• good price, but seems its the normal 'discounted' price elsewhere

    • Looks like Everten has it for the same price, website looks suspiciously similar to kitchen warehouse.
      House of Knives has a 6-8 week pre-order time at the same price.

  • Hey OP, not sure if you have seen this vid on YT but it's very helpful overview of knives, grades and has good info.

    It's a little on the long side but I found it a great watch.

  • OP thanks for the mention, but its hard to find a honyaki VG10, they typically arent made. VG10/SG2 etc are quite expensive. Most VG10/SG2 knives are made "cladded" (so they have a thin piece of VG10/SG2 cladded by softer steel or damascus.

    Honyaki's are like monosteel blades made from just one steel, usually carbon or semi-stainless steel.

    Monosteel stainless steel knives = ~$1-$70 (i.e victorinox, wusthof, global)
    Japanese core steel cladded (e.g. 3 Layered/Damascus cladded, VG10 Core, SG2 core) = ~$70 - $300~ (Miyabi, Shun, Yaxell, Tojiro, Sakai Takayuki)
    Monosteel/ honyaki carbon/semi stainless (Aogami Blue #2, Shirogami White #2, Konosuke's HD2, GS+, Aogami Super, etc.) = $200s - $30,000+ (Tojiro, Sakai Takayuki, Masamoto, Konosuke, etc.)

    Hopefully that helps.

    Most people here can buy upper end Monosteel stainless.
    A lot of people here would/could buy lower end range of cladded
    Very few people here would get the monosteel honyaki

    • You really know your knives. There is much more complexity to knives than I assumed.

      Is the Shun Sora unique, or rare, in its welding the cutting edge to another steel method?

      I definitely wouldn't be able to tell the difference between one manufacturing method and another. I've already purchased this knife, I trust your opinion, would you suggest I return this? If yes, which chef knife would you recommend under $150?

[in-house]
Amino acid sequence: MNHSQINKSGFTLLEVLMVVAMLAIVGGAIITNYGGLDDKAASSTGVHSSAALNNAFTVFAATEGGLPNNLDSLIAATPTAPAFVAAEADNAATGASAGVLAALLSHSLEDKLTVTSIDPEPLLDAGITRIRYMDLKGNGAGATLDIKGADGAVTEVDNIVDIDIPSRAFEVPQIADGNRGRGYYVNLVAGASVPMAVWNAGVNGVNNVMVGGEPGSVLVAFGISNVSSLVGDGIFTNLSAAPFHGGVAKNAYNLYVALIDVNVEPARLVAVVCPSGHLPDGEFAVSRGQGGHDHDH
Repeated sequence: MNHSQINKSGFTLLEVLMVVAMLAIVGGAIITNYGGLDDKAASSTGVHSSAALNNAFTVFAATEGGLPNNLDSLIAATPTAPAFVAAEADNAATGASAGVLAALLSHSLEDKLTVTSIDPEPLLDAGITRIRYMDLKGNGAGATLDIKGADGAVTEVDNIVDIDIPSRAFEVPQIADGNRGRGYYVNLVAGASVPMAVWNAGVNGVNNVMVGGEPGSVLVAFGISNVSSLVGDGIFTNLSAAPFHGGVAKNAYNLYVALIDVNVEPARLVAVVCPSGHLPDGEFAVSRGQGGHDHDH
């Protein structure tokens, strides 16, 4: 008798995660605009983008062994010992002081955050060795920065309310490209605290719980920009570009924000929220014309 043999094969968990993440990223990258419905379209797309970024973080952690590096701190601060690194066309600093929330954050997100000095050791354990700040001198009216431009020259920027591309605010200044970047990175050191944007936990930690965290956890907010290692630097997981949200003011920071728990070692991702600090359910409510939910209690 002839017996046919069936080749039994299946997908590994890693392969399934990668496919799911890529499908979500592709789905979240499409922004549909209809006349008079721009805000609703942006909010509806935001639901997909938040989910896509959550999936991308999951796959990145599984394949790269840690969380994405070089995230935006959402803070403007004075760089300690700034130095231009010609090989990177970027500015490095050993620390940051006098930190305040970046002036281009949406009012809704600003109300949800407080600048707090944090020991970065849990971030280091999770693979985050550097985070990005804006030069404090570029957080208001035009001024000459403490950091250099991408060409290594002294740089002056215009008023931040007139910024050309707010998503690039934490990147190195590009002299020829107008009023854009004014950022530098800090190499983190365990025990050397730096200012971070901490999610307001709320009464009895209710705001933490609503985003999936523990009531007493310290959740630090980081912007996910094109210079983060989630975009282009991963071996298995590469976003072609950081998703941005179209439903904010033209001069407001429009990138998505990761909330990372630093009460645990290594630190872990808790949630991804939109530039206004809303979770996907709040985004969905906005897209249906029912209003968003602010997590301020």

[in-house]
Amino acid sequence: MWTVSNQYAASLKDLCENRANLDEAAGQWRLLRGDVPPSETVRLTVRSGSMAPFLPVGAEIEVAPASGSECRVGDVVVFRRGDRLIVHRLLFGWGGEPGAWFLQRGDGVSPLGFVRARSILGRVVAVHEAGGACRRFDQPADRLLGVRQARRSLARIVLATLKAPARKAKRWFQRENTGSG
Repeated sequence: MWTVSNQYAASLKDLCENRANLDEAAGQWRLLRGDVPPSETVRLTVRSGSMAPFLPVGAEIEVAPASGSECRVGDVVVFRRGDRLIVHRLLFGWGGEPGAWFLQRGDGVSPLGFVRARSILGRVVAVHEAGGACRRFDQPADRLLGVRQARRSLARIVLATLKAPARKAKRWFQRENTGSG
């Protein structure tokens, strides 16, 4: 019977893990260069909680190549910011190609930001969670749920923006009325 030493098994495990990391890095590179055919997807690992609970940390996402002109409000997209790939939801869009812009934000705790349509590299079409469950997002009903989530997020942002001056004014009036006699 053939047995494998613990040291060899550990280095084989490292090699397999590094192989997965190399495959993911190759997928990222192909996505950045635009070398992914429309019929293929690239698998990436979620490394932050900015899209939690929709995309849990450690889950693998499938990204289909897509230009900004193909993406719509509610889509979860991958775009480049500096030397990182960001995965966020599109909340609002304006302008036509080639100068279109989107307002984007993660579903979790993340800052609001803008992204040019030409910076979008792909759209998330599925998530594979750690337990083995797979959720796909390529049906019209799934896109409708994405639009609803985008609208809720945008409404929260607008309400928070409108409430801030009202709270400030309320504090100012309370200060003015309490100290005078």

• I think this knife is "ok". At the end of the day, the steel that contacts the food is still VG10 so it will cut through, which makes the cutting power superior than global.

        If you are willing to spend $150, i would go with "buy the best knife you can afford/willing to afford". Also make sure it fits well with you with your technique (profile) and comfort of the handle. The more i learn about knives, the more i enjoy using them, and the more i enjoy cooking with them.

        Like the Yaxell Mon in santoku is a great buy, but only for those who use santokus and are not looking to spend more than $100. (i dont use santokus, so its not a "bargain" for me)

        The "non sale" price of the Yaxell Mon Chef's knife is $139.95. Personally the Yaxell Mon's profile looks quite attractive to me (based on the picture), but it really depends how and what you chop. If I know what i know now and had to start from scratch, i would probably spend the money on this (if the profile is what it looks like), and save the rest. Perhaps I would go all the way to the Konosuke GS+ Togatta and not have multiple knives.